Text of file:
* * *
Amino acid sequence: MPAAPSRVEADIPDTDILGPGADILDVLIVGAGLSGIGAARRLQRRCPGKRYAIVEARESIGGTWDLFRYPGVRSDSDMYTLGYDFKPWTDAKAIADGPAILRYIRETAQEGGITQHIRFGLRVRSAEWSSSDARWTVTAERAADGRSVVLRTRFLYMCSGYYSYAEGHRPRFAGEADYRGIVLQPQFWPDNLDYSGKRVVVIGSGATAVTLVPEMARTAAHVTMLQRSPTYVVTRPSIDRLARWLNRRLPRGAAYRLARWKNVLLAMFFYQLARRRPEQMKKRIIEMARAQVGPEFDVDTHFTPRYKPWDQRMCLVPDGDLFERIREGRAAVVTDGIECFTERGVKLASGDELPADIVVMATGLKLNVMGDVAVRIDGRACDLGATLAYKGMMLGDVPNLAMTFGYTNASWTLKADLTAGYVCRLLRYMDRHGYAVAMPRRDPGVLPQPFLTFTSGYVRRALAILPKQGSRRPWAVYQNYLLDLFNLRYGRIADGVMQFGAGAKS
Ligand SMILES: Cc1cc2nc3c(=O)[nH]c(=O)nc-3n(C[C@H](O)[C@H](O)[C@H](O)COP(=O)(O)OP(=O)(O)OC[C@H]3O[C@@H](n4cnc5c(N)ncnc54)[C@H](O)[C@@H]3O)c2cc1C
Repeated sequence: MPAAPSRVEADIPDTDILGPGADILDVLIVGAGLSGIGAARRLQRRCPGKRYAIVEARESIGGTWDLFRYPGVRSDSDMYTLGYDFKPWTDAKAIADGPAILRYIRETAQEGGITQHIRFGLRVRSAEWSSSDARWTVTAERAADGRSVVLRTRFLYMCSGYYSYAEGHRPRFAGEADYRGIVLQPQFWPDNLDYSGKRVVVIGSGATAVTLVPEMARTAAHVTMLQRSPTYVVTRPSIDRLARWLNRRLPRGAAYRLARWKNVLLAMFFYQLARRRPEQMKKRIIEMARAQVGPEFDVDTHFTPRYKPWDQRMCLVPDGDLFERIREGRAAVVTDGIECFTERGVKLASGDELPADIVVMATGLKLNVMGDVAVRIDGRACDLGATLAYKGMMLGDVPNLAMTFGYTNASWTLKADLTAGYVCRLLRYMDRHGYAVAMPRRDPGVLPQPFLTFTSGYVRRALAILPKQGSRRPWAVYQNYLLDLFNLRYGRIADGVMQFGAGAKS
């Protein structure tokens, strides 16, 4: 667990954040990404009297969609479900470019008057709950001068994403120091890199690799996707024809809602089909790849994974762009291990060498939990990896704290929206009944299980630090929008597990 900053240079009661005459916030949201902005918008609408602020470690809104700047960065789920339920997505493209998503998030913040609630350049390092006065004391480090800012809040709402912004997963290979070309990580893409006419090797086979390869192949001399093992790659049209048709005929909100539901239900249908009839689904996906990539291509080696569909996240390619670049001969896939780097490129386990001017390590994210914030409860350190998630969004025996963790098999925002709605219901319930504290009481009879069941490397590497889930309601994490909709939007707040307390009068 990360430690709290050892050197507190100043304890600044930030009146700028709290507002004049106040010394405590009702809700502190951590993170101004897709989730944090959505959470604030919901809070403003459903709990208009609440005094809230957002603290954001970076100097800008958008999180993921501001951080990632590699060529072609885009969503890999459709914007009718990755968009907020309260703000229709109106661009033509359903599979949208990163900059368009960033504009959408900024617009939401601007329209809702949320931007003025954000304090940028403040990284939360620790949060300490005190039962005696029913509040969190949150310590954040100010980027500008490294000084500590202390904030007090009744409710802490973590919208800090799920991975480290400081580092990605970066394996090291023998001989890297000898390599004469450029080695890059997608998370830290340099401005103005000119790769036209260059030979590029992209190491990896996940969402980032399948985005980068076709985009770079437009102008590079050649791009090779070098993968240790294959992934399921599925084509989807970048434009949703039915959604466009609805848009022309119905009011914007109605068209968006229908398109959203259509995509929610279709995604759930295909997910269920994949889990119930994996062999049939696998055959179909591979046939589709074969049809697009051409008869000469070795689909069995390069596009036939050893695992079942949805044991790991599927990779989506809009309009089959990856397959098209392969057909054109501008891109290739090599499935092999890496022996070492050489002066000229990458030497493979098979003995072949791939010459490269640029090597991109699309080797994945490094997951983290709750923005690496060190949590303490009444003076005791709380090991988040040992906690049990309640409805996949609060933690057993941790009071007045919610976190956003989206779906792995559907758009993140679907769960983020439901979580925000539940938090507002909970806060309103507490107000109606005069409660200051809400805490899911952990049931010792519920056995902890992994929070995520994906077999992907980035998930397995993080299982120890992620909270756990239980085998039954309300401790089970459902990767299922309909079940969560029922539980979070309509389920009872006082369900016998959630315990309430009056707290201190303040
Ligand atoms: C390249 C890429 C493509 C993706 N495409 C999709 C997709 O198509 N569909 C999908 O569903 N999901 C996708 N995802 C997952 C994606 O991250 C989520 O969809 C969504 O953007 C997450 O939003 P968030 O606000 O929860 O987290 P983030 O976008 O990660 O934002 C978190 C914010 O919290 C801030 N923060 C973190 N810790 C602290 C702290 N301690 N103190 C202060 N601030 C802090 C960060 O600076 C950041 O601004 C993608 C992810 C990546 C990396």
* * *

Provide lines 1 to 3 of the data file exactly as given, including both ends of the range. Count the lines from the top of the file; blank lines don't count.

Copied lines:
Amino acid sequence: MPAAPSRVEADIPDTDILGPGADILDVLIVGAGLSGIGAARRLQRRCPGKRYAIVEARESIGGTWDLFRYPGVRSDSDMYTLGYDFKPWTDAKAIADGPAILRYIRETAQEGGITQHIRFGLRVRSAEWSSSDARWTVTAERAADGRSVVLRTRFLYMCSGYYSYAEGHRPRFAGEADYRGIVLQPQFWPDNLDYSGKRVVVIGSGATAVTLVPEMARTAAHVTMLQRSPTYVVTRPSIDRLARWLNRRLPRGAAYRLARWKNVLLAMFFYQLARRRPEQMKKRIIEMARAQVGPEFDVDTHFTPRYKPWDQRMCLVPDGDLFERIREGRAAVVTDGIECFTERGVKLASGDELPADIVVMATGLKLNVMGDVAVRIDGRACDLGATLAYKGMMLGDVPNLAMTFGYTNASWTLKADLTAGYVCRLLRYMDRHGYAVAMPRRDPGVLPQPFLTFTSGYVRRALAILPKQGSRRPWAVYQNYLLDLFNLRYGRIADGVMQFGAGAKS
Ligand SMILES: Cc1cc2nc3c(=O)[nH]c(=O)nc-3n(C[C@H](O)[C@H](O)[C@H](O)COP(=O)(O)OP(=O)(O)OC[C@H]3O[C@@H](n4cnc5c(N)ncnc54)[C@H](O)[C@@H]3O)c2cc1C
Repeated sequence: MPAAPSRVEADIPDTDILGPGADILDVLIVGAGLSGIGAARRLQRRCPGKRYAIVEARESIGGTWDLFRYPGVRSDSDMYTLGYDFKPWTDAKAIADGPAILRYIRETAQEGGITQHIRFGLRVRSAEWSSSDARWTVTAERAADGRSVVLRTRFLYMCSGYYSYAEGHRPRFAGEADYRGIVLQPQFWPDNLDYSGKRVVVIGSGATAVTLVPEMARTAAHVTMLQRSPTYVVTRPSIDRLARWLNRRLPRGAAYRLARWKNVLLAMFFYQLARRRPEQMKKRIIEMARAQVGPEFDVDTHFTPRYKPWDQRMCLVPDGDLFERIREGRAAVVTDGIECFTERGVKLASGDELPADIVVMATGLKLNVMGDVAVRIDGRACDLGATLAYKGMMLGDVPNLAMTFGYTNASWTLKADLTAGYVCRLLRYMDRHGYAVAMPRRDPGVLPQPFLTFTSGYVRRALAILPKQGSRRPWAVYQNYLLDLFNLRYGRIADGVMQFGAGAKS